Minister of Health Zweli Mkhize rarely misses an opportunity to thank the media for its coverage of Covid-19. It is easy to see why. But it is hard to see why the public should want to add its own thanks.
Media folk are fond of using the cliché “speaking truth to power”. In this country, that rarely means speaking to private power, which is wielded outside the government. It means telling the government “the truth”, which usually means exposing corruption or incompetence. These are important functions. But, if we look at how most media houses here have dealt with Covid-19, they are exercised very selectively. They do not include asking questions that might have forced the government and its advisors to act in ways that would have spared the country much pain.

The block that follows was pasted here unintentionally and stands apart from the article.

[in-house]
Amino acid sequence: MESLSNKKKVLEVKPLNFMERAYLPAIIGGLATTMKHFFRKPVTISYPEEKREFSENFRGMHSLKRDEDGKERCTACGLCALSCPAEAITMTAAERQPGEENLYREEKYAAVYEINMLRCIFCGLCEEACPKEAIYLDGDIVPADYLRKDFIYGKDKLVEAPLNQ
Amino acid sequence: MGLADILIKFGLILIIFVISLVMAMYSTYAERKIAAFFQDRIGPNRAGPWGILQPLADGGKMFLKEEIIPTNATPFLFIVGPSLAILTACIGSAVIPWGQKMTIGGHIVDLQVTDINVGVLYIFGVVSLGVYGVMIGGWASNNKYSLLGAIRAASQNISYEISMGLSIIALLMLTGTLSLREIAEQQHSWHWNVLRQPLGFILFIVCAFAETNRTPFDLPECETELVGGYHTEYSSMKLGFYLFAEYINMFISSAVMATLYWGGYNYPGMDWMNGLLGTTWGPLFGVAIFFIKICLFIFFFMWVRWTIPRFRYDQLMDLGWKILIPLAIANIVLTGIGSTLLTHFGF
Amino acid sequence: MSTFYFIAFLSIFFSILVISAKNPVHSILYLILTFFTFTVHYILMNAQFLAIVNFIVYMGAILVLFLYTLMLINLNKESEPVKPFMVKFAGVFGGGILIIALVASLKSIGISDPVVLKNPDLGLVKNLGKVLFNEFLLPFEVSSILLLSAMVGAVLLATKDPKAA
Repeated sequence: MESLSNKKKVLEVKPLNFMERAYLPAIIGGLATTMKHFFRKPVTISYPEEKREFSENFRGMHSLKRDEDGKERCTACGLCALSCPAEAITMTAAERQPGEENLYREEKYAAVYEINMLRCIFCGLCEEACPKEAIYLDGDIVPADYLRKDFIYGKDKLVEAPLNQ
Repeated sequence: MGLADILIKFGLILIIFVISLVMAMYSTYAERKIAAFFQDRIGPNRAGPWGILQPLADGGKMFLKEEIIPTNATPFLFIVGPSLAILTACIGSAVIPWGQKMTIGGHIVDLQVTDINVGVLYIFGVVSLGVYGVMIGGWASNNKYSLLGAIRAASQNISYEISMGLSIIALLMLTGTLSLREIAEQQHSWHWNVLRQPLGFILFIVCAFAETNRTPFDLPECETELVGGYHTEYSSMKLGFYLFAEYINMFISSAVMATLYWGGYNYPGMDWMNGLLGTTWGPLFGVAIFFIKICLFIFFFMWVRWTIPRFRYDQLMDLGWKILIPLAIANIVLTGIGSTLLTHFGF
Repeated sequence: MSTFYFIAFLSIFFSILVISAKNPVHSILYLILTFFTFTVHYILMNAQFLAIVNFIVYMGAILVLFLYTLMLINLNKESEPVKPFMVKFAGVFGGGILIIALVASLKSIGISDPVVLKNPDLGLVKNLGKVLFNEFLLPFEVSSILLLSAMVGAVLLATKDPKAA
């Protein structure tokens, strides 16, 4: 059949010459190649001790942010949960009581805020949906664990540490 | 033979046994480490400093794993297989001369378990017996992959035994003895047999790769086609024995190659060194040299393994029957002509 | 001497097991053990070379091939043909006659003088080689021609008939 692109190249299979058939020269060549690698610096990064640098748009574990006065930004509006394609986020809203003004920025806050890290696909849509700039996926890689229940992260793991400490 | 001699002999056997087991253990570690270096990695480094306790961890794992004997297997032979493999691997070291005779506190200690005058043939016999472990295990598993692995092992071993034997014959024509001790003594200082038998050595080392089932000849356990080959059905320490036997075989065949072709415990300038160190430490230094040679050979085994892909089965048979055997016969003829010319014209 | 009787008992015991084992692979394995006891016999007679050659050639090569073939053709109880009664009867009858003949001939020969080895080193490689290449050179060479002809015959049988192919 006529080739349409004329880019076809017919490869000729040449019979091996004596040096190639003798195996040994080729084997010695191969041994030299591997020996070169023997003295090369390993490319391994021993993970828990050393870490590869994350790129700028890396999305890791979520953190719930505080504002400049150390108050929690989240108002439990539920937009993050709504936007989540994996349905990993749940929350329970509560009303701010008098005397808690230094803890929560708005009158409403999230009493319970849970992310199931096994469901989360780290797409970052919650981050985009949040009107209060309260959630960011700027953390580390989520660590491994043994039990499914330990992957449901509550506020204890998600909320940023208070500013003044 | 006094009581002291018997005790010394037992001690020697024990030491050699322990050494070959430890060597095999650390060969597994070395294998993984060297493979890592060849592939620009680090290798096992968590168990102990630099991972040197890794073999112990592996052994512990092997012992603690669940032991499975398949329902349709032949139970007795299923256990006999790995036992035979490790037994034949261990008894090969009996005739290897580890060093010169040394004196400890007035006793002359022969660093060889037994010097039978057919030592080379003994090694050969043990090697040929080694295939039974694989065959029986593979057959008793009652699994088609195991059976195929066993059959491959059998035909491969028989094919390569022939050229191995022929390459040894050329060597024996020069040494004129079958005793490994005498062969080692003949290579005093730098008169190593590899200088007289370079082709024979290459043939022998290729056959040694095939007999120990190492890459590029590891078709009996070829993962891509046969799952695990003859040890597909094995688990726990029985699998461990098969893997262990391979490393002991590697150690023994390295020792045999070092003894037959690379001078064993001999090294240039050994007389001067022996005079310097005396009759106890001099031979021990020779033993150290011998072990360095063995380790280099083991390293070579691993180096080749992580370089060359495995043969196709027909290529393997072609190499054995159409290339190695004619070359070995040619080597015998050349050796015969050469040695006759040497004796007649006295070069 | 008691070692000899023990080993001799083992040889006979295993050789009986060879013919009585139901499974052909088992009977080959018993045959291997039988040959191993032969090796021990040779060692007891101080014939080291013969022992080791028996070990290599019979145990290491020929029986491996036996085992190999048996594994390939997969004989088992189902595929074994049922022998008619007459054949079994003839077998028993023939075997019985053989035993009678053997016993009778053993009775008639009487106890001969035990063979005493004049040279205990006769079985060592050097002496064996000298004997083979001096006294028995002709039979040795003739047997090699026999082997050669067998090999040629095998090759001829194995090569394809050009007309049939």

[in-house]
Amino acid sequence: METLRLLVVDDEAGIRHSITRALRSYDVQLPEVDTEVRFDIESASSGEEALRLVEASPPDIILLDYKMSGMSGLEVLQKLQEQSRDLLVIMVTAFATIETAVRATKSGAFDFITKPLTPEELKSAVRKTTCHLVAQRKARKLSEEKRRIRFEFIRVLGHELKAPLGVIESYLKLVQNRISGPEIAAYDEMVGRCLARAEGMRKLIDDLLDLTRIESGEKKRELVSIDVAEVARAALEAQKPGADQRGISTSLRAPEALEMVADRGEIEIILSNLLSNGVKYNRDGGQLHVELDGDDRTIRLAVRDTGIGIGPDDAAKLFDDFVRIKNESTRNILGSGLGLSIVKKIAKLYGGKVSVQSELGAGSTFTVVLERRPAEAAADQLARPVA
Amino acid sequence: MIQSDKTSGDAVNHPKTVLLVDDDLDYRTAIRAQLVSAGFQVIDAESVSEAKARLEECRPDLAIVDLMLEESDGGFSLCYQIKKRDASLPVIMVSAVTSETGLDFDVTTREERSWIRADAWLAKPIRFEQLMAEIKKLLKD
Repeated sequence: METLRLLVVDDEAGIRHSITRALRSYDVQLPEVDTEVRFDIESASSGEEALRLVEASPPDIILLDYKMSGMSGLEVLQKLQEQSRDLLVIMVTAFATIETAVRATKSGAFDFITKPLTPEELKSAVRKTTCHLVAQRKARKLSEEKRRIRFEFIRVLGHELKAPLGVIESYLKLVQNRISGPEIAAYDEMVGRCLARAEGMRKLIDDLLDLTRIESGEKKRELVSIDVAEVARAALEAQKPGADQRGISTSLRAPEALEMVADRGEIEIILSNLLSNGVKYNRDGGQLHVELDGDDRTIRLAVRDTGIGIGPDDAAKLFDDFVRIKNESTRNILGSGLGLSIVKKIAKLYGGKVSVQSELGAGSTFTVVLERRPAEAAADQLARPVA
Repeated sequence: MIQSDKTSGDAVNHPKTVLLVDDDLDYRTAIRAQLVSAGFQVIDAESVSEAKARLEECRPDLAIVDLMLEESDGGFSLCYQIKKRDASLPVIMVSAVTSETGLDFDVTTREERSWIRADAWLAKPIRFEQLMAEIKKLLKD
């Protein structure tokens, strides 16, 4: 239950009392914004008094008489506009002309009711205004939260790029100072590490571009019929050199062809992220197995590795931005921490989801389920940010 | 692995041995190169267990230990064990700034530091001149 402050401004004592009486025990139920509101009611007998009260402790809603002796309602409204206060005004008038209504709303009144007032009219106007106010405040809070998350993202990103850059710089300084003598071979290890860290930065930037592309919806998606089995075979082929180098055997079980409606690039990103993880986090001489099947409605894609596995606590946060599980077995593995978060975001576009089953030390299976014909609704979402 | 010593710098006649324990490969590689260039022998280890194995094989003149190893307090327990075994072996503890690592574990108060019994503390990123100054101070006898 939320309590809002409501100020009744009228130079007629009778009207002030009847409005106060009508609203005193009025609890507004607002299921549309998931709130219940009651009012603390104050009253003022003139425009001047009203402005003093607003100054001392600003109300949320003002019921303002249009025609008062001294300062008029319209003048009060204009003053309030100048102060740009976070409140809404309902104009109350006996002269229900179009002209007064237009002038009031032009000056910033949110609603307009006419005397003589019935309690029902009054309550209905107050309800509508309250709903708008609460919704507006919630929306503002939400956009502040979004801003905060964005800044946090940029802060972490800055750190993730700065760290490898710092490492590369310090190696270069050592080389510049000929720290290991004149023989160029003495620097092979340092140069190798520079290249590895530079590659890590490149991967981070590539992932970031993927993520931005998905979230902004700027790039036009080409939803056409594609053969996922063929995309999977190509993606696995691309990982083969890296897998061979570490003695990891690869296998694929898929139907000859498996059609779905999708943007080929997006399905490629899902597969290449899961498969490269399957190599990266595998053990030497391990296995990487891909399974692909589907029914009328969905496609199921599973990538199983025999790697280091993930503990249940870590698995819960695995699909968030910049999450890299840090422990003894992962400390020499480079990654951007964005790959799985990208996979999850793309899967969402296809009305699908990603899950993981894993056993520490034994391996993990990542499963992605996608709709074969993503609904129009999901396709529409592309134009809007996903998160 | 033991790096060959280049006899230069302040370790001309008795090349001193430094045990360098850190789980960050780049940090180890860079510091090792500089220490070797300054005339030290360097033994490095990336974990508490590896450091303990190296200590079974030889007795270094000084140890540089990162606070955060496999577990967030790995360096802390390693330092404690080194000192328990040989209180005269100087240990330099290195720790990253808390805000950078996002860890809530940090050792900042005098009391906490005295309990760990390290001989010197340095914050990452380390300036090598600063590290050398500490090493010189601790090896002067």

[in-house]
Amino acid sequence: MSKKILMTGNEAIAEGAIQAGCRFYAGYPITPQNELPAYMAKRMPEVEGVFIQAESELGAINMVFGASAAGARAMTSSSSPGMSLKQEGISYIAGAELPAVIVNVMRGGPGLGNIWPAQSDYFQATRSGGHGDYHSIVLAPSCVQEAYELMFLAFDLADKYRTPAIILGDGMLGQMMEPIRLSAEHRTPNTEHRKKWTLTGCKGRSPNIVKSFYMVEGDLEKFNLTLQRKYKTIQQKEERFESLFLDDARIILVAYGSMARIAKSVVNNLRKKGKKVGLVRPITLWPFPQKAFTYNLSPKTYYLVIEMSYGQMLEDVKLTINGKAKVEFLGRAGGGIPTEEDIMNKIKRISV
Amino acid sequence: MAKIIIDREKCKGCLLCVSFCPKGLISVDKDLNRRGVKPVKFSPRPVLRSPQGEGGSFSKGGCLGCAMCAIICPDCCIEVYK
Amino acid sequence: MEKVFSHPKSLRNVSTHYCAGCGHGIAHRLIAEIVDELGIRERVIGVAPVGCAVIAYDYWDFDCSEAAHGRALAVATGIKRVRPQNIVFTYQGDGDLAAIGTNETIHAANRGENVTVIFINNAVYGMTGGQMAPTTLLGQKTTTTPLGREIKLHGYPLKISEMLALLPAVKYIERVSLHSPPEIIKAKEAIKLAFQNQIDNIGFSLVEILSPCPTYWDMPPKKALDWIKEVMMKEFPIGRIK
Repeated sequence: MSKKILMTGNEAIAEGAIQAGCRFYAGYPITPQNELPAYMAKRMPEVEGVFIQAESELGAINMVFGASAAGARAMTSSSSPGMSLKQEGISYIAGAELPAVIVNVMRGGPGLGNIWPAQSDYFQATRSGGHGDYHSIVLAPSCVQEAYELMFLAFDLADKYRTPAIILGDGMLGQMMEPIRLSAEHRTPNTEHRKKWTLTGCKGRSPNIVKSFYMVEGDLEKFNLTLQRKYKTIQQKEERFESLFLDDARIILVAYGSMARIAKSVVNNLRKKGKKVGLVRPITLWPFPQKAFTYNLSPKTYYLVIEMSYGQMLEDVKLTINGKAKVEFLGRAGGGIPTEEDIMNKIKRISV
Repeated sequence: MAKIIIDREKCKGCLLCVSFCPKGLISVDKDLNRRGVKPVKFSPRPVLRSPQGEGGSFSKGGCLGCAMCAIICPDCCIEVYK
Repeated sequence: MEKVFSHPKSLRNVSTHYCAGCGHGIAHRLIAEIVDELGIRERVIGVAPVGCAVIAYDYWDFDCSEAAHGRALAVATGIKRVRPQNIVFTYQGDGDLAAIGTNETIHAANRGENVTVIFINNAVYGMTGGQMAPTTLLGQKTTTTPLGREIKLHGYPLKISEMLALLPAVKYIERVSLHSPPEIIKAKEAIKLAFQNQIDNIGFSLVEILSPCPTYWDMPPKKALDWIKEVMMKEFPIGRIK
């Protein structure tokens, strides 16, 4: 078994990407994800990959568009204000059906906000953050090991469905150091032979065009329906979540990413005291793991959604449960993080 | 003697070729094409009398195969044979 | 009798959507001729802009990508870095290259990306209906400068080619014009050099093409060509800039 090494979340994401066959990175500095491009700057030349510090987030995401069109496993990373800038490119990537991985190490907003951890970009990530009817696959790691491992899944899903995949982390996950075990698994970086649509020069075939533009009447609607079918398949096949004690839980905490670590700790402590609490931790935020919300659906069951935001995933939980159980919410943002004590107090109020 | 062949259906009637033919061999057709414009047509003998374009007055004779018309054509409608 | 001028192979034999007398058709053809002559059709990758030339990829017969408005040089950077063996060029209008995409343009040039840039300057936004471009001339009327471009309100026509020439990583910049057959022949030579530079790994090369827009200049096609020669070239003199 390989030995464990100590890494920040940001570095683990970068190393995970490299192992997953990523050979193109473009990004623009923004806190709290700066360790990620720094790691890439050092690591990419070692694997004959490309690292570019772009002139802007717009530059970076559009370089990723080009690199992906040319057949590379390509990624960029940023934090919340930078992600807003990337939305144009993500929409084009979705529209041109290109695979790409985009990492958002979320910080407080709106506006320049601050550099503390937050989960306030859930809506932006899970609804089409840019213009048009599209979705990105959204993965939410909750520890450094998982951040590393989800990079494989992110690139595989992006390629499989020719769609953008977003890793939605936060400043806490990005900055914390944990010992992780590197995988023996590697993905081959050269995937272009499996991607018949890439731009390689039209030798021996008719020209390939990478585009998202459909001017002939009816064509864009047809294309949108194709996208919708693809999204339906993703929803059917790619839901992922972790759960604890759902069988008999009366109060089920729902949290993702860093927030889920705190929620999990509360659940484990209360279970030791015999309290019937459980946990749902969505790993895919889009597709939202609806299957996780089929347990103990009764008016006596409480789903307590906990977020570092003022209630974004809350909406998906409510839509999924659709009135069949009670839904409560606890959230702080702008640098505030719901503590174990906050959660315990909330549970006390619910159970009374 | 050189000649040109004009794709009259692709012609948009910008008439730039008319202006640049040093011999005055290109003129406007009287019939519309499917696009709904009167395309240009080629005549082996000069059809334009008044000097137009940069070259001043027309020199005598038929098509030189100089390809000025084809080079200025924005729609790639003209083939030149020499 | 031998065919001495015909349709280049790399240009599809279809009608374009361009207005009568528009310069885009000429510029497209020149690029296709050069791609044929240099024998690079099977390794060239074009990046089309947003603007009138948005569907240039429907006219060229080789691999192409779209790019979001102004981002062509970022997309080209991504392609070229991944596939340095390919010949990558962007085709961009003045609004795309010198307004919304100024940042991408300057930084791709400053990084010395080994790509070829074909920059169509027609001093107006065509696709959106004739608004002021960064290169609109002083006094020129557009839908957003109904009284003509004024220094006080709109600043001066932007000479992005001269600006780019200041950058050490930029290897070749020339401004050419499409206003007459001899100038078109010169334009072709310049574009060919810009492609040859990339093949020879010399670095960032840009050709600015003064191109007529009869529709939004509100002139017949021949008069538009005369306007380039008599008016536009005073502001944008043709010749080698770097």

This judgement of the media is not based on a “scientific survey”. It stems, rather, from probably far too much exposure to local media, broadcast and print. Since I could not watch or listen to all the TV stations and radio channels all the time even if I wanted to, I may have missed some exceptions. But I am confident that I have watched, read and listened to enough over the four months or so since Covid-19 reached South Africa to be sure that the exceptions are rare.
It is also a generalisation – some media establishments may have risen above the abject behaviour that has left us uninformed. I will leave it to readers, listeners and viewers to decide to whom this applies. But I am again confident that it applies pretty much across the board to what we call the “mainstream media”, the major commercial outlets on which most South Africans rely.
So, in what way has the media spared power the need to tell the truth, even if we see power as something only governments wield?
How the media has failed